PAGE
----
If you want to get to the heart of the Kobe Bryant story, you have to start with the Joe Bryant story, and that means you have to start with Philadelphia. One of the pieces of Kobe’s story that tends to get glossed over is that his dad also played in the NBA. Joe Bryant spent eight years in the league. But throwing out that fact and then moving on doesn’t capture the full picture of Joe’s career. Because long before Kobe Bryant was a high school legend around Philadelphia, Joe Bryant was a high school legend in Philadelphia. And his legend was every bit as grand as his son’s.
When Joe Bryant was a kid, Earl the Pearl Monroe was his hero, his biggest basketball influence. Which made Joe different from just about every Philly high school star who had come before him. See, “The Pearl” was 6-foot-3, and Joe wanted to play just like him. Joe put the ball behind his back. He worked on his spin moves. He aspired to be as creative and flashy as The Pearl. There was one big difference, though: Joe wasn’t 6-foot-3. He was 6-foot-9. And 6-foot-9 players didn’t do the kinds of things that Joe could do. There was a difference between Joe and Kobe, between father and son. Joe ratcheted up his competitiveness, his will to win, only sometimes, when he absolutely had to. But, of course, this is the quality that Kobe is probably most well-known for—he was at that peak level all the time.
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Joe Bryant was arrested in 1976. Joe was charged with drug possession, reckless driving, and two counts of resisting arrest. The aftermath of Joe’s arrest wasn’t all that different from the aftermath of Kobe’s arrest for sexual assault all those years later. The charges and alleged crimes were different, of course, Kobe’s more severe than Joe’s. But just like with Kobe, there was public shock over Joe’s incident with the police, disbelief that he could do something so dumb, that he could put his career at risk. His actions had threatened his marriage — or seemed to, anyway — and led to speculation that the scandal would tarnish him forever. For some people, that’s certainly still the case with Kobe. The difference was, nothing much about Kobe’s career changed once the public interest in the scandal started to fade. The Lakers didn’t trade him. He didn’t decide to play somewhere else, though there were times he considered it. He was a Laker, and he remained a Laker. But even though Joe stayed out of legal trouble from then on, he was never able to establish a specific role with the Sixers — or with any other NBA team for the rest of his career.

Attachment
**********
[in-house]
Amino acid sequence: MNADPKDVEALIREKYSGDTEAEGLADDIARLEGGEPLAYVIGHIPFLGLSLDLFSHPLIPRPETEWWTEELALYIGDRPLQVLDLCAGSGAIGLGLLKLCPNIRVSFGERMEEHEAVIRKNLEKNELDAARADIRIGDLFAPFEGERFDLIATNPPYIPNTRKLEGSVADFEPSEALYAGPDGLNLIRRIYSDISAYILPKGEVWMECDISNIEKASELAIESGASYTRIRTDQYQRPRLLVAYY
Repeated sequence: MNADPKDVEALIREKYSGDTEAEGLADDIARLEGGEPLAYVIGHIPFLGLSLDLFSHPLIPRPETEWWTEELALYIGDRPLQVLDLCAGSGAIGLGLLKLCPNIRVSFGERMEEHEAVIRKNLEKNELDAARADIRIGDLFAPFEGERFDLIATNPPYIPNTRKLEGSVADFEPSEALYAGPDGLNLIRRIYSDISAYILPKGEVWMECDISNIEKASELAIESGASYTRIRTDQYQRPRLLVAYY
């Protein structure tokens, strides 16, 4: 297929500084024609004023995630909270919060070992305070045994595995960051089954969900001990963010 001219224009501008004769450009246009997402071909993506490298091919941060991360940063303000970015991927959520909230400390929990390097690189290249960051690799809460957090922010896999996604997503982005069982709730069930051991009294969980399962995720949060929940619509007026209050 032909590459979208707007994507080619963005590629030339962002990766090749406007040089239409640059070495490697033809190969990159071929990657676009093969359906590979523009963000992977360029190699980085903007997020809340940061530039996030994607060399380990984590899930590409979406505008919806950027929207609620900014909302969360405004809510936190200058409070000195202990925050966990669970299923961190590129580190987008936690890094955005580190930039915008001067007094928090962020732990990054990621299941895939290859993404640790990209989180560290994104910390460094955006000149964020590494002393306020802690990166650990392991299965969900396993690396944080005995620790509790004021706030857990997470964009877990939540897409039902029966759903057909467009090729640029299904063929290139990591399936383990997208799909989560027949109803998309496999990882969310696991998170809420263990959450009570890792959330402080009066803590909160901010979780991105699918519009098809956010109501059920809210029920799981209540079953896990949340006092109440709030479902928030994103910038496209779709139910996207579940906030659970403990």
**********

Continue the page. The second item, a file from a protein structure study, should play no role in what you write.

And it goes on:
Cover photo © Eileen Blass – USA TODAY NETWORK
“I Am Kobe” is a production of Diversion Podcasts, in association with iHeartRadio. This season is written and hosted by Mike Sielski. Produced by Jacob Bronstein and directed by Mark Francis. Consulting Producer: Andrew Kalb. Story editing by Jacob Bronstein with editorial direction from Scott Waxman. Editing, mixing, and sound design by Mark Francis. Production Assistant: Stephen Tompkins. Music Supervisor: Scott Velasquez, for Frisson Sync. Executive Producers: Mark Francis and Scott Waxman.
Thanks to Oren Rosenbaum, Susan Canavan, and Jeremy Treatman.
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